Life as a humorist

By Aqalili Azizan

Harith Iskander opens up about his past and future as a comedian. 

Born in 1966, Harith Iskander Musa has been in the entertainment industry for a few decades, and we have seen him on the big screen and international stage. As a well-known Malaysian actor, comedian and television personality, he has starred in Sepet and Talentime (directed by the late Yasmin Ahmad), Baik Punya Cilok and Cuci, to name a few. He also appeared as Nikorn in 1999 Hollywood film, Anna And the King starring Jodie Foster and our April 2019 cover girl, Melissa Campbell.

In 2016, Harith Iskander was announced as the winner of the Laugh Factory’s Funniest Person In The World competition held in Levi, Finland. He beat four other finalists – Alex Calleja, Katerina Vrana, Mino van Nassau and David Kilimnick – and was the first comedian from Southeast Asia to win the competition. In 2018, Harith made a comeback on streaming platform Netflix with a stand-up comedy special, I Told You So.

In August 2018, the father of three decided to open a space that promotes local comedians, called The Joke Factory. Located at Publika Shopping Gallery in Solaris Dutamas, the comedy hub is connected with Joke and Lok where guests can enjoy a meal and drinks before they move on for the performance or they can bring their drinks along. 2018 was a busy year for Harith as he was also the first Asian host commissioned for Got Science? on BBC Earth Asia.

Known as the godfather of Malaysian stand-up comedy, Harith, who has been a comedian for 30 years, shares his plan for the new year ahead, including the future of stand-up comedy.

How did you start your career as a stand-up comedian?

It was Aug 31, 1990, at the lobby lounge of the old Subang Airport Hotel. To cut a long story short, my friend from university was the hotel’s Marketing PR manager, named Marina Mustapha. She said to me: “Hey, nothing is happening at the lobby lounge, why don’t you get on stage and tell your stories?” It wasn’t called stand up comedy because people didn’t know about it at that time.

I knew about stand-up comedy because I watched VHS videotapes from the States. People would bring back Eddie Murphy and Richard Pryor tapes back home. Murphy was my main inspiration.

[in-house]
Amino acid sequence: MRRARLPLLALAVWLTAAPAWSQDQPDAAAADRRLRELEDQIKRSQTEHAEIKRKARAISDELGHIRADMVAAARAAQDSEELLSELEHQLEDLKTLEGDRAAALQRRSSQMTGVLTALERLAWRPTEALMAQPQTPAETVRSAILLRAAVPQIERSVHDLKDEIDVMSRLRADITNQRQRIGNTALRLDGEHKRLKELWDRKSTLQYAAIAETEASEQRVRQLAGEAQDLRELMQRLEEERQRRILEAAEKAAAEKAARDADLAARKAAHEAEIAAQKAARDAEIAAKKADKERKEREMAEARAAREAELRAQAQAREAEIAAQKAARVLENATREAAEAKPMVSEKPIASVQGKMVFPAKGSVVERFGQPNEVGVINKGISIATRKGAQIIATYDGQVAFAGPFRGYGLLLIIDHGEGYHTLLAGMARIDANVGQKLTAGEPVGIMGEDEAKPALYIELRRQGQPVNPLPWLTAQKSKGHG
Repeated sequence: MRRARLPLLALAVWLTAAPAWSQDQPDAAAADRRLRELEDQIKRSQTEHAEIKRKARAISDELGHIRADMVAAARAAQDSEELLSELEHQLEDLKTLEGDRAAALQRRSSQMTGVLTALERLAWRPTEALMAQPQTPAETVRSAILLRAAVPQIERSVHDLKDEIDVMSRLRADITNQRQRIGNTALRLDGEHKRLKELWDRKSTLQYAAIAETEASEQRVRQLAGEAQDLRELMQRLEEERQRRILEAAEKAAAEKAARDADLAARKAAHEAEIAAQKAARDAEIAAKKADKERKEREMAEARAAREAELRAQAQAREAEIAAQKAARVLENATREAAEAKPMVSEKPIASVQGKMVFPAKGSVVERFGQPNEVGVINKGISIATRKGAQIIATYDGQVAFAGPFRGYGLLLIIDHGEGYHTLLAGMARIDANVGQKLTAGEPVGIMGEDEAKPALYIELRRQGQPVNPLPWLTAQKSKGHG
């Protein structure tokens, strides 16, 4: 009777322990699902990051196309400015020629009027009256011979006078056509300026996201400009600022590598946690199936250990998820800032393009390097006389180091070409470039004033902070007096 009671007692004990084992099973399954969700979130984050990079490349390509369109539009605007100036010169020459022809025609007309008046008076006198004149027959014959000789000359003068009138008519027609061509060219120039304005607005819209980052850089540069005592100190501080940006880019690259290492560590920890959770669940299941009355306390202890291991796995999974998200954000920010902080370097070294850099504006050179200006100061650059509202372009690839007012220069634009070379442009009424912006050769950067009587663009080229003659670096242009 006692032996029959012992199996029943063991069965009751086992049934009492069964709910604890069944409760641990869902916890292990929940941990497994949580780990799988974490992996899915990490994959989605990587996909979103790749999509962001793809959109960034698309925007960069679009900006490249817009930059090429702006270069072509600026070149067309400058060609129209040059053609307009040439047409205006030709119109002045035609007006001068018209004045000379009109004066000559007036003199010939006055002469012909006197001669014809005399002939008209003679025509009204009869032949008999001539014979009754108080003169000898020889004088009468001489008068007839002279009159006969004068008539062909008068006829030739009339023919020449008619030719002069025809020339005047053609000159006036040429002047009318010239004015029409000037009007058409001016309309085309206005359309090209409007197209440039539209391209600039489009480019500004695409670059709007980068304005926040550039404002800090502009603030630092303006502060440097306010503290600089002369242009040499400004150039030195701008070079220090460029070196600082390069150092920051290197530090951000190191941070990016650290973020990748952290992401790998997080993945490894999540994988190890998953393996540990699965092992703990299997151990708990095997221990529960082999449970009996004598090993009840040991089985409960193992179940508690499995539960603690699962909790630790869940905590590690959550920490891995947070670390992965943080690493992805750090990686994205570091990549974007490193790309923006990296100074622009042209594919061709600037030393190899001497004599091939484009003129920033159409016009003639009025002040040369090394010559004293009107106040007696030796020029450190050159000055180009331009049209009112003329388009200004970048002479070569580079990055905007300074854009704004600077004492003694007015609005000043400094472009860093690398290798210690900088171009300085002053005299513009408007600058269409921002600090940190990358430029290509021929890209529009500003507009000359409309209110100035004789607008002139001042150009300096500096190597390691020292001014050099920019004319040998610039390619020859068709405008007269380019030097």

So, that was my first show. There wasn’t any plan after that to continue, and I got back to my normal life. But, what happened was a few weeks later, I went to a jazz bar-restaurant called All That Jazz to watch a gentleman named Rafique Rashid. In those days, he was a singer-musician and he used to change the lyrics, and it was so funny.

During his break time, a friend that came to my first show told Rafique that I tell jokes and he asked me to go up and make impromptu jokes. Then, someone came up to me and said: “Hey, I got this function, can you do that thing, make people laugh?”. Through word of mouth, I got more gigs, and I wasn’t thinking of it as a career because I was doing it as a hobby.


You have been a stand-up comedian for 30 years. What were the challenges that you faced?

In the beginning the challenge was in educating the audience about my performance. Earlier in my career, my manager took off with my money. When I did corporate shows, a few agents would disappear before paying.  But every business goes through that. Then there were ordinary things like self-doubt because you will have your bad shows. The biggest hurdles are searching for new materials and keeping yourself relevant.

You have your Netflix shows, a beautiful wife and kids. Do you have more goals to achieve in life?